It has been more than half a year since Google announced its plans to acquire popular wearable brand Fitbit but that deal may be in danger of falling through. That is if privacy advocates have their way and convince the European Commission of the risks that this deal would entail. Although it may not have been legally or technically required to do, Google is pledging to exclude Fitbit data from any advertising purpose in order to get on the Commission's good graces.

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Google’s Fitbit buy sees serious advocacy resistance

Google’s Fitbit buy sees serious advocacy resistance

Advocacy groups in the United States and the European Union issued a statement on Wednesday rallying against Google's acquisition of Fitbit. The statement was signed by twenty advocacy groups from countries around the world, primarily in the USA and Europe. Google currently has a bid in place to acquire the fitness wearable company Fitbit - but the deal's not quite done just yet.

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Honor 9A takes a stab at the European market without Google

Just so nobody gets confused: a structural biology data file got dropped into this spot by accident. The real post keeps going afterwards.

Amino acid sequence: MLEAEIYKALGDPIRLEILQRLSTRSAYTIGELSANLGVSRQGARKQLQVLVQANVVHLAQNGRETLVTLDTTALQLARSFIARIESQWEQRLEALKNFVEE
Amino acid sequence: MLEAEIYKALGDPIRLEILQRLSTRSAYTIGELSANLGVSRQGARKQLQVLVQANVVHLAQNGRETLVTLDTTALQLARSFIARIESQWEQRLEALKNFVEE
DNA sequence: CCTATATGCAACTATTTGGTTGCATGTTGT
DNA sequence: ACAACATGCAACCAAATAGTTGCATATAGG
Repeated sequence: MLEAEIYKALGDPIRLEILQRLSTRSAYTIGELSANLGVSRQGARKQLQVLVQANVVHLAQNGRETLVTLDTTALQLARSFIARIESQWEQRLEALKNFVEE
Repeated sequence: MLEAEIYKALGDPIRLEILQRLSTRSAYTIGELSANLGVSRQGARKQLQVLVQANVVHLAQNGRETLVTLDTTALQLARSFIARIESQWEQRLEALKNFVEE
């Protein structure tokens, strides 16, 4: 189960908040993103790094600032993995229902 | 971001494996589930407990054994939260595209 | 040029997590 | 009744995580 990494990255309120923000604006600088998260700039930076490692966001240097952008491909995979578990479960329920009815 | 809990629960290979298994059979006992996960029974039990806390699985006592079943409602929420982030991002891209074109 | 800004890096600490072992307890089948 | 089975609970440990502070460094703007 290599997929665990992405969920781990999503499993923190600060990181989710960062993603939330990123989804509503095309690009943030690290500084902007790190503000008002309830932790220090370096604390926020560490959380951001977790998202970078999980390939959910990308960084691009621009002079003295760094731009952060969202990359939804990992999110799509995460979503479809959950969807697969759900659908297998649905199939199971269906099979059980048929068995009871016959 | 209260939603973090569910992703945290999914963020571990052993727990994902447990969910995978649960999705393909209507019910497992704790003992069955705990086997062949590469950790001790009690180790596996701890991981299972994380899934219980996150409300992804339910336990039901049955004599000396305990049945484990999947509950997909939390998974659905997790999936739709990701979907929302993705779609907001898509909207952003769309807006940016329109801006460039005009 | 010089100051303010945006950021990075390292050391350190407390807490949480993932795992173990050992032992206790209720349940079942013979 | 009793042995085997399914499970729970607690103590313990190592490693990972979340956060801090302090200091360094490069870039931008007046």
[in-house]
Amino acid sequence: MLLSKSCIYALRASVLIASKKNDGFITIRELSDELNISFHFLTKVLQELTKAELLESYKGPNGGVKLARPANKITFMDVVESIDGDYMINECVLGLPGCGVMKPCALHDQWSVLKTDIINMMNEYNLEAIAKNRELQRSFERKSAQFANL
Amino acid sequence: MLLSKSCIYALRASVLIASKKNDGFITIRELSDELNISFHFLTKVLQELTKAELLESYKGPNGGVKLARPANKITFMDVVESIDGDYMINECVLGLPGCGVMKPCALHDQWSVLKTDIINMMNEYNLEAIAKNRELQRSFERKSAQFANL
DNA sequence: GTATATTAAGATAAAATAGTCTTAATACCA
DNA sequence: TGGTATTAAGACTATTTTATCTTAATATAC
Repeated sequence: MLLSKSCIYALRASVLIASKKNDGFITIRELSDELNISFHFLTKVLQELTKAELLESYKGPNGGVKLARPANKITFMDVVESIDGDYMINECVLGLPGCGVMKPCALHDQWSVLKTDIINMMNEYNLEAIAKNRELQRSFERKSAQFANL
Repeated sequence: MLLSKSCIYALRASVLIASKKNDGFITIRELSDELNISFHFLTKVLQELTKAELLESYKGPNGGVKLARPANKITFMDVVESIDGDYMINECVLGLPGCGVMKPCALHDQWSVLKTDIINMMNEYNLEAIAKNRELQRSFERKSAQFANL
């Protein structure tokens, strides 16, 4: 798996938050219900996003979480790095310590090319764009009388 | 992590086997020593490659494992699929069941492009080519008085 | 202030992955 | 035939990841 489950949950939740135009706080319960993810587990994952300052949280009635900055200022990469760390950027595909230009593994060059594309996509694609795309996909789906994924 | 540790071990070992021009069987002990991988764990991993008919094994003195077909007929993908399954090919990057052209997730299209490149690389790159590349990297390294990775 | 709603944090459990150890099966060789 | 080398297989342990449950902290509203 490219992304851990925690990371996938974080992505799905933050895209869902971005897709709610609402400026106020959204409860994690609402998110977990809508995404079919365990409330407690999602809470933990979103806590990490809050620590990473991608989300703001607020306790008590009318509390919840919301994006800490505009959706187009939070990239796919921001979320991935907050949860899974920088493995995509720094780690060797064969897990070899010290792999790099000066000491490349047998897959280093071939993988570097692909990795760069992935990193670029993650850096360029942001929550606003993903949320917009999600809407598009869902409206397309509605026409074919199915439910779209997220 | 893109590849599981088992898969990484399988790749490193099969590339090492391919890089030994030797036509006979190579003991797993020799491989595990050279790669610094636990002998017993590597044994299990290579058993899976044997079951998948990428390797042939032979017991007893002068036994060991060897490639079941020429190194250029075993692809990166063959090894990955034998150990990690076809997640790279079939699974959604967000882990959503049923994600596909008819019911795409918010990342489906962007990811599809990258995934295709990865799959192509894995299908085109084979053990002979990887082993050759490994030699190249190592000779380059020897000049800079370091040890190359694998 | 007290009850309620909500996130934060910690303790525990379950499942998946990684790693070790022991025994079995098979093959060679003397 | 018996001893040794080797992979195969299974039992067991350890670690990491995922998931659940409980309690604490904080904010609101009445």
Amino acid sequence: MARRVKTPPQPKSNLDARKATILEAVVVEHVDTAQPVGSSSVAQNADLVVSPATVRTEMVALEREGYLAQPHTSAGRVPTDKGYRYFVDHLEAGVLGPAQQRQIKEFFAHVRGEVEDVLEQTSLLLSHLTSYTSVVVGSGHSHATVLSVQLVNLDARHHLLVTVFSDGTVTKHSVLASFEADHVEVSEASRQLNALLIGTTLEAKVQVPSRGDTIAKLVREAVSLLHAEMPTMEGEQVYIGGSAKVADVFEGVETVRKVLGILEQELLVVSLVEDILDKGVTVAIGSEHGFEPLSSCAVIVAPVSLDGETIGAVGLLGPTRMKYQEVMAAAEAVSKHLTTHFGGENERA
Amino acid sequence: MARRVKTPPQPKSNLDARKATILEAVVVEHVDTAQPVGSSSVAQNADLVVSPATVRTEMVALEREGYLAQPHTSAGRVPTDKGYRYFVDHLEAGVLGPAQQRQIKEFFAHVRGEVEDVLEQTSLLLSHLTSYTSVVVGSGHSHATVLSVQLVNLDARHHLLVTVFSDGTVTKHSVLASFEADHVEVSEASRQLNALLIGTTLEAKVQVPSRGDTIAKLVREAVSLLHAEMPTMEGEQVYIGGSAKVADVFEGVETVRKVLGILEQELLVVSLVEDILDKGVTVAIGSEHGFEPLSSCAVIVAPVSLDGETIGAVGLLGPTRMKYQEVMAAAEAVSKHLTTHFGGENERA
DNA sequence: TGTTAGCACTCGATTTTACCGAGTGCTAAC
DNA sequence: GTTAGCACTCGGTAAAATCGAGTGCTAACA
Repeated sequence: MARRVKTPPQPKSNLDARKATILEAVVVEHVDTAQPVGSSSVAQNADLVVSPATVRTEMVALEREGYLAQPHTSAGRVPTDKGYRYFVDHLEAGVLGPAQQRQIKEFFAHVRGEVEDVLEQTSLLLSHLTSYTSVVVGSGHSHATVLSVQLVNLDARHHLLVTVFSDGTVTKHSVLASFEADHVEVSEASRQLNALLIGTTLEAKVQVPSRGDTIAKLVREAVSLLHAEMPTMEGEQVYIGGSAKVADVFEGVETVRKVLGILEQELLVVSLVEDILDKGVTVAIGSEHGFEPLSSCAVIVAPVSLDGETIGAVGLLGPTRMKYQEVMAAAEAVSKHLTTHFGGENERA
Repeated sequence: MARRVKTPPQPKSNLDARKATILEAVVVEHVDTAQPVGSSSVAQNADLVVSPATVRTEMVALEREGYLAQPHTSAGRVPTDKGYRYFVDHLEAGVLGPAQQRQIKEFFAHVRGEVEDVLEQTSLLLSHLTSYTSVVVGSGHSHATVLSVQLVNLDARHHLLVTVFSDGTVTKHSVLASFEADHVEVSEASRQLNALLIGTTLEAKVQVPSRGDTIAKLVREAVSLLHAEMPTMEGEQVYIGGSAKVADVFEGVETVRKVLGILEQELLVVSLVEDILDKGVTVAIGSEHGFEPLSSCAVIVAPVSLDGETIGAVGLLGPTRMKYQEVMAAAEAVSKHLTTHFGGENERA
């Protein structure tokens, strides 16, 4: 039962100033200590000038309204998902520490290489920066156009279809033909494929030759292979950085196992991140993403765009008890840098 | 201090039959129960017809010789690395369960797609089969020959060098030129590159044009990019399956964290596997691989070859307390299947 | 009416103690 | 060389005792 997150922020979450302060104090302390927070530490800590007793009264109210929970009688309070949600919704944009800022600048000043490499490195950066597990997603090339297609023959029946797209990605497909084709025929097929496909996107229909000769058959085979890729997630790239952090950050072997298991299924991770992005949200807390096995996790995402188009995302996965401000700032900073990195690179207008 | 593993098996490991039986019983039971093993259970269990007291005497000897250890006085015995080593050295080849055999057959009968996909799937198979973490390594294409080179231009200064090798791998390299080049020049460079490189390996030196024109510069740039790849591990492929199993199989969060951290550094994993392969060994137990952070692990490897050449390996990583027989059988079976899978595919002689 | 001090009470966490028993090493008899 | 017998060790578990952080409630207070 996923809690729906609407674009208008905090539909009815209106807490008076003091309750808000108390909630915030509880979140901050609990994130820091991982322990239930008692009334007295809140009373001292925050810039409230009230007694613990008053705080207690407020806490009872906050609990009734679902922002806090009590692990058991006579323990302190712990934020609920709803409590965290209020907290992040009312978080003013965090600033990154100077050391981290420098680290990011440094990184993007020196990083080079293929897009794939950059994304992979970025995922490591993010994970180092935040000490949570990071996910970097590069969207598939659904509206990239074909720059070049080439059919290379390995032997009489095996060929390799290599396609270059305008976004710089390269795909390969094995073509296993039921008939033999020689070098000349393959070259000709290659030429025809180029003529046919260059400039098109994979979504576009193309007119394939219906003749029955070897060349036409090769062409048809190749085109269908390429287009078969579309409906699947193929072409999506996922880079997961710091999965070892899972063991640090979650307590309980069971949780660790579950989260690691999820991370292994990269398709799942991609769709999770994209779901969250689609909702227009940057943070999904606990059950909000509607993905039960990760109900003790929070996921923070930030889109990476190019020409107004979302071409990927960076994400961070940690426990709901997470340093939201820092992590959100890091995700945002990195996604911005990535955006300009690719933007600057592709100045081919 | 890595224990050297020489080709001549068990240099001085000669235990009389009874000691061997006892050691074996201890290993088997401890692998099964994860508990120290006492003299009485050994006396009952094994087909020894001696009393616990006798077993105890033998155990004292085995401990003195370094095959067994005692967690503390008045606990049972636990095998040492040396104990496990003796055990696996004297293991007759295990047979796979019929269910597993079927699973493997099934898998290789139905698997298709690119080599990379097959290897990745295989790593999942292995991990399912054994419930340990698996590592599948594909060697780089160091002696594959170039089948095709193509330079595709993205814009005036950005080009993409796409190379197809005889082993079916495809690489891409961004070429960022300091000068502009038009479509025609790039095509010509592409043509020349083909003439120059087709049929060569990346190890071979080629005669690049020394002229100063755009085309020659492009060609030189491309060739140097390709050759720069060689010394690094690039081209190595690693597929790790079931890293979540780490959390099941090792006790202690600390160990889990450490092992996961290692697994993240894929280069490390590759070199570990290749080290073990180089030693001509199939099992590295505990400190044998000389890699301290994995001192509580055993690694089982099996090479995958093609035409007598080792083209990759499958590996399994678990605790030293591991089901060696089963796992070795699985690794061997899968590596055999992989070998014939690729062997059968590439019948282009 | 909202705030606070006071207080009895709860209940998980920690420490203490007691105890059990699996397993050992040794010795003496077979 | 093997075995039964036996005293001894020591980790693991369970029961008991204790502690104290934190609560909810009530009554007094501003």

Honor 9A takes a stab at the European market without Google

Although Huawei is naturally in the spotlight when it comes to restrictions imposed by the US government, the effects also ripple out to its subsidiaries. Recently, even Kirin chip maker HiSilicon has become embroiled in the controversy and these two incidents will ultimately hit Honor hard. Just like its parent company, Honor is putting up a strong and brave face, pushing through with the global launch of its latest mid-range phone in Europe, bringing the Honor 9A's massive battery to a market still heavily dependent on Google apps and services.

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CERN approves 62-mile super-collider: now it just needs $23bn to pay for it

CERN approves 62-mile super-collider: now it just needs $23bn to pay for it

The European Organization for Nuclear Research, more commonly known as CERN, has approved an ambitious plan to build a 62-mile super-collider in the pursuit of expanding humanity's knowledge of physics. The endorsement came from the CERN Council today, June 19, with costs expected to hit a minimum of €21 billion (approx. $23.5 billion). CERN, of course, is best known for its work involving the Large Hadron Collider.